Barloworld will withdraw its cycling sponsorship after one of its riders was expelled from this year’s doping-marred Tour de France. The move will be made immediately after the race ends July 27 in Paris.
Barloworld rider Moises Duenas Nevado of Spain tested positive for the banned blood-booster EPO earlier this week. "They don’t want to be involved anymore in a sport that is dangerous
to their image," team manager Claudio Corti said after stage 14. " "It’s a disappointment for cycling. It hurts the sport, but we have to thank Barloworld, because they had nothing to do with this story (doping)."
In a statement, the South African industrial conglomerate
said its team has a "zero tolerance" policy on doping and that the
doping scandal has had a "negative impact" on its brand image.
Corti said Barloworld will still respect its financial commitment
for the team through 2009.
This year’s Tour de France has been rocked by three positive doping tests and cyclists still in the event are pleading with fans not to "give up" on the sport.
Not all cyclists guilty of doping
Mark Cavendish wants to talk about his latest stage victory – not doping. British cyclist David Millar pleads with fans: "Please, don't give up on us." This may not be easy. This, after all, is the Tour de France.
Cavendish, a British sprint specialist on Team Columbia, captured the 13th stage on Friday - the fourth stage he has won and second in a row. He prevailed over a 182-kilometer (113-mile) course on a hot and wind-swept day along the Mediterranean while Cadel Evans of Australia kept the yellow jersey.
The drug use that is battering cycling's image yet again is starting to weigh on the riders' minds. But for Italy's Riccardo Ricco, who tested positive for the blood booster EPO, the consequences could be far more than psychological.
French authorities filed preliminary charges against him on Friday. He could face two years in prison if convicted on charges of using toxic substances, a French prosecutor said.
'No rider above suspicion'
Ricco, who won two stages of this Tour, was fired from his Saunier Duval team on Friday, a day after he was kicked out of the race. He is the third rider to be ousted.
Few are certain the Tour will be doping free between now and the end of the race, and these days virtually no competitor is entirely above suspicion.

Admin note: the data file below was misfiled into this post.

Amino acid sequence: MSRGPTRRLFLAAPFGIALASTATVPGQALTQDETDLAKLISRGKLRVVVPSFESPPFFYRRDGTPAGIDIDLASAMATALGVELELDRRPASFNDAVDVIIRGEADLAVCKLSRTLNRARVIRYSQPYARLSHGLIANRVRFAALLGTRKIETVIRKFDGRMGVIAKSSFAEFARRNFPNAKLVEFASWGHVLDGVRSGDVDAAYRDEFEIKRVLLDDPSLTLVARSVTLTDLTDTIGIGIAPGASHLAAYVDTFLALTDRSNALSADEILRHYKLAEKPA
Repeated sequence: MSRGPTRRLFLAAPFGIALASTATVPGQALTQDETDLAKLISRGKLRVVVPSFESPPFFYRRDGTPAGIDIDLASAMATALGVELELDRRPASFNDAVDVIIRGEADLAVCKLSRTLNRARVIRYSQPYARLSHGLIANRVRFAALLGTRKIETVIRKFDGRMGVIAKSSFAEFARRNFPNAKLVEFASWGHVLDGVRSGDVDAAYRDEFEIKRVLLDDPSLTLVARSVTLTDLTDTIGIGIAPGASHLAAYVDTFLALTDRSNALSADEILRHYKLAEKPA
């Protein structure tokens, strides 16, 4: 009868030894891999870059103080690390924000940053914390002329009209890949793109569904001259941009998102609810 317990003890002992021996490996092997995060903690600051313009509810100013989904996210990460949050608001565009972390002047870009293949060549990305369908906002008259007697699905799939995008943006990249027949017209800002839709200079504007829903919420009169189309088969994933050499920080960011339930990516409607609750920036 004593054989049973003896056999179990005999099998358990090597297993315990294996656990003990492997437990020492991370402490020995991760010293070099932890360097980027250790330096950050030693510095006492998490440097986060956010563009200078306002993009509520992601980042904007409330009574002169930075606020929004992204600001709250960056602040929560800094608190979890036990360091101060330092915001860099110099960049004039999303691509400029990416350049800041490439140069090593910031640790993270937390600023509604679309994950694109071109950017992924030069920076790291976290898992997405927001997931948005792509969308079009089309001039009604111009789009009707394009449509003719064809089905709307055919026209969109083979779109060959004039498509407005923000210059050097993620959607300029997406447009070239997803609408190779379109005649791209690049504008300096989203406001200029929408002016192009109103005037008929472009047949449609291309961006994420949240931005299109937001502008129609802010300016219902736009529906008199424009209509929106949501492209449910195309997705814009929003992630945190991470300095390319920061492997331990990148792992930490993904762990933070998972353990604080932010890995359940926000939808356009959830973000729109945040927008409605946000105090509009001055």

Spanish riders Moises Duenas Nevado and Manuel Beltran were also ejected from the Tour this year for using EPO.
"I hope we're not going to find any more," said Pierre Bordry, the head of the French anti-doping agency that has been conducting the drug tests.
Ricco, this year's Giro d'Italia runner-up, was ordered not to speak to anyone from his team. Antoine Leroy, state prosecutor in the town of Foix, said Ricco had contested the claim that he had used EPO. A police search of a hotel room where the rider had stayed turned up medical equipment like syringes, catheters and medical bags - but no doping products, Leroy said.
Dopers could face up to five years in prison
Bordry said that Ricco had tested positive for CERA, or continuous erythropoietin receptor activator, an advanced version of EPO. Mircera, the brand name for CERA made by Swiss-based Roche Holdings, helps users produce more red blood cells, company spokeswoman Claudia Schmitt said. It received US and European approvals last year as a treatment for anaemia caused by kidney failure.
The substance remains much longer in the body than regular EPO.
Schmitt said Roche has provided information about the treatment to the World Anti-Doping Agency, which has banned EPO for use by athletes. Bordry said Piepoli was one of several riders targeted because he had suspicious blood parameters in pre-Tour blood tests July 4 and 5 and because of "information from outside sources." Bordry would not say what the sources were, adding only that he was awaiting test results on Piepoli and other riders.
A French law took effect this month making anyone who produces, transports, acquires or possesses doping products liable for up to five years in prison and a €75,000 fine.
Previously, possession of a doping product was not illegal. Some critics call the law too tough, saying athletes should be punished with sports sanctions, not legal ones.
Millar, who served a two-year ban after admitting to blood doping in 2004, empathises with fans angered by Ricco's test result. "If you're close to giving up on cycling, I can understand that," Millar wrote in his Tour diary on Friday. "I almost did after all. But, please, don't give up on us." – (Sapa, July 2008)
Tour de France: scandal starts up again